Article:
Smart is a phenomenal defender, passable playmaker and verified winner. He'd make the Kings (or anyone) better.
San Antonio Makes a Decision
Kyle Anderson is a better player than Davis Bertans.
Anderson graded out as elite on defense last season, and he's the type of intuitive, high I.Q., system-type players who tend to do well in San Antonio. Bertans is a useful outside shooter (37.3 percent from deep last year) who periodically yams on suckers. He's been a low-minute contributor in both of his NBA seasons.
But when you factor in compensation, the San Antonio Spurs chose wisely when they let Anderson join the Grizzlies on a four-year, $37 million deal. Bertans might be a tad overpaid on a four-year, $20 million pact he'll sign with the Spurs, according to Sportando, but the upside is clear.
Bertans is 6'10", athletic and quietly feisty. His stroke looks smooth, and at 25, he's still capable of getting better in an expanded role. Anderson's almost incomprehensibly limited athleticism would seem to indicate he won't age well.
The Spurs' offseason success or failure still depends on what happens with Kawhi Leonard. But letting Anderson walk in favor of Bertans feels like a minor win.
Sadly, we'll never see this Anderson-Bertans connection again. Just as well. It was too beautiful for this ugly world.
Klay Thompson's Dunking Partner Is Gone
When Zaza Pachulia agreed to a one-year, $2.4 million deal with the Detroit Pistons, as reported by Yahoo Sports' Shams Charania, it ended an era.
The dunk contest between Pachulia and Klay Thompson is over.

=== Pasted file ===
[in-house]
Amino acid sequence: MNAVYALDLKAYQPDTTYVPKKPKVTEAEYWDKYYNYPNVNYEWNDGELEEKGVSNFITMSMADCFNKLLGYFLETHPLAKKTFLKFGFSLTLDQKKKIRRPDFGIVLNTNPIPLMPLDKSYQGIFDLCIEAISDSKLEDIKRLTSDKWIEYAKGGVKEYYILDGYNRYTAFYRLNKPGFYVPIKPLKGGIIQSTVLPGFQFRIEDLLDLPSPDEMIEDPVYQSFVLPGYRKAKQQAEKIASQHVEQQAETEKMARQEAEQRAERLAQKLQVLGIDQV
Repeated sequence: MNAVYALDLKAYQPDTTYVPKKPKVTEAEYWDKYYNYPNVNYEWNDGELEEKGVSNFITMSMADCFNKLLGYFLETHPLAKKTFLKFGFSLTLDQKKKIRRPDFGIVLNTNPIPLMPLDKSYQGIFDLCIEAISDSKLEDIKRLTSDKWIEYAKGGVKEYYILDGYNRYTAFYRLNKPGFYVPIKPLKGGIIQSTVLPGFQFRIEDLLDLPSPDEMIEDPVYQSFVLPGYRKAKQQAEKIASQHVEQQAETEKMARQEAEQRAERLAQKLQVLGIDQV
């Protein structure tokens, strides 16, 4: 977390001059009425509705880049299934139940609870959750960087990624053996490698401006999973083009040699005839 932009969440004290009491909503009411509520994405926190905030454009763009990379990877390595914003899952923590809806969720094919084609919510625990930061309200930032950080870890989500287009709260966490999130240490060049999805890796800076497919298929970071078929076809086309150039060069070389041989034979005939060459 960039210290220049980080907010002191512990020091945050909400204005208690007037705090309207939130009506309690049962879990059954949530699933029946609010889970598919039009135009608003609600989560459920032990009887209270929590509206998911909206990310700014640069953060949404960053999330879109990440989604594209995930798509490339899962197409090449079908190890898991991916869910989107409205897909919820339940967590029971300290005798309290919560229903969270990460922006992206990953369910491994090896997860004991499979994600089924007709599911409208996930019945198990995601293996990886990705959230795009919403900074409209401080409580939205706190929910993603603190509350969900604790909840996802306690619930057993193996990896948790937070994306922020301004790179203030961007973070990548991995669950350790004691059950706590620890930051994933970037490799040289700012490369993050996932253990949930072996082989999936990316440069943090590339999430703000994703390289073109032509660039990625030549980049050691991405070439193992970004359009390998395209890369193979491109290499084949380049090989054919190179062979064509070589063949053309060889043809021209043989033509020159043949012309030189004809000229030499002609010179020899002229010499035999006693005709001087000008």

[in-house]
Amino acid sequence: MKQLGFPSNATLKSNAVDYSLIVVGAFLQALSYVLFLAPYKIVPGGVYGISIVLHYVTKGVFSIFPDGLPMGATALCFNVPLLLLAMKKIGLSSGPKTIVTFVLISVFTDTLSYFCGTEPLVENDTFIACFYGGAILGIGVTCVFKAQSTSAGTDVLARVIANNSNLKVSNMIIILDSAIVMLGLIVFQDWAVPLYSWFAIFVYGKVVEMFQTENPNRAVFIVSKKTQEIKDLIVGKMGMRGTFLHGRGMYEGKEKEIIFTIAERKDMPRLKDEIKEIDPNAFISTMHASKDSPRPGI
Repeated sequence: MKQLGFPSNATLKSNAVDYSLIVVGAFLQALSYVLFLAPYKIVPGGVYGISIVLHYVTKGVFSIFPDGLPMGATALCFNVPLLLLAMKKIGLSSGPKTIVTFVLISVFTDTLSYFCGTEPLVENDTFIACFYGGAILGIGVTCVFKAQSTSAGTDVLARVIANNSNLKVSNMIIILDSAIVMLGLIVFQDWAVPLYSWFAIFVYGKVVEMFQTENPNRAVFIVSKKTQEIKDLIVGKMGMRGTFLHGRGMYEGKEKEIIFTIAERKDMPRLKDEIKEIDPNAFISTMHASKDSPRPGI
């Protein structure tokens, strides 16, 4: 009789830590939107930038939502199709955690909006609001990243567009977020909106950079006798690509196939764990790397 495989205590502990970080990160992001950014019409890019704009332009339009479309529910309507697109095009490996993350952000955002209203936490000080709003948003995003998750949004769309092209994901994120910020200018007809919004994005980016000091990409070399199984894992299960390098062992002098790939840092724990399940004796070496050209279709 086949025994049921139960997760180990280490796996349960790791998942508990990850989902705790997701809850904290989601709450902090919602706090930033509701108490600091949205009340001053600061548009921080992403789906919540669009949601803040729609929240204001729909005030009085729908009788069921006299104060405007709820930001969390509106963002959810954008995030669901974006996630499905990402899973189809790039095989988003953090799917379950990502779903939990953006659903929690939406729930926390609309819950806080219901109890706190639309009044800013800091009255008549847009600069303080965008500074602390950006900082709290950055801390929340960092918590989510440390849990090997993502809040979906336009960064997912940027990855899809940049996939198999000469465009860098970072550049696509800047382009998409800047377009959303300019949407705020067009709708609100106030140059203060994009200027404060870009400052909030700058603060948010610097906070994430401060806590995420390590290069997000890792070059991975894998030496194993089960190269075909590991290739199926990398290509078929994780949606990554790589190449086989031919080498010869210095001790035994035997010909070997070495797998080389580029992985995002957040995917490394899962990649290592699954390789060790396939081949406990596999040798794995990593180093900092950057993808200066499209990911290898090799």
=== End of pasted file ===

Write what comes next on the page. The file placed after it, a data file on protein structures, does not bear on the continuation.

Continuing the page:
There was something endearing about Pachulia, a ground-bound center, and Thompson, an All-Star scoring dynamo who only averages a dozen dunks per season, collectively acknowledging their own limitations in a competition.
The Warriors will be fine without Pachulia; he'd fallen out of the rotation by the end of the 2017-18 regular season as the Dubs sought more vertical spacing and defensive switchability at the position. But it's still a minor tragedy that we won't get overblown bench reactions on the rare occasions one or the other dunks anymore.
Unless Thompson finds a new challenger.
Quinn Cook, anyone?
Brook to the Bucks
The Milwaukee Bucks added some spacing to an offense that got a little cramped last year by signing Brook Lopez to a one-year, $3.4 million contract, according to Matt Velazquez of the Milwaukee Journal-Sentinel.
Lopez became a high-volume three-point shooter in 2016-17 with the Brooklyn Nets and brought his new dimension to the Los Angeles Lakers last year, when he hit 34.5 percent of his treys. Among centers, only Karl-Anthony Towns made more than Lopez's 112 triples.
As has been the case for virtually every post-LeBron James transaction this summer, Lopez's departure is bad for the Lakers. A team that added Rajon Rondo and Lance Stephenson—unreliable shooters both—just lost its most valuable spacer.
Lopez isn't a star, but he should create room for Giannis Antetokounmpo in Milwaukee—room James could have used in Los Angeles.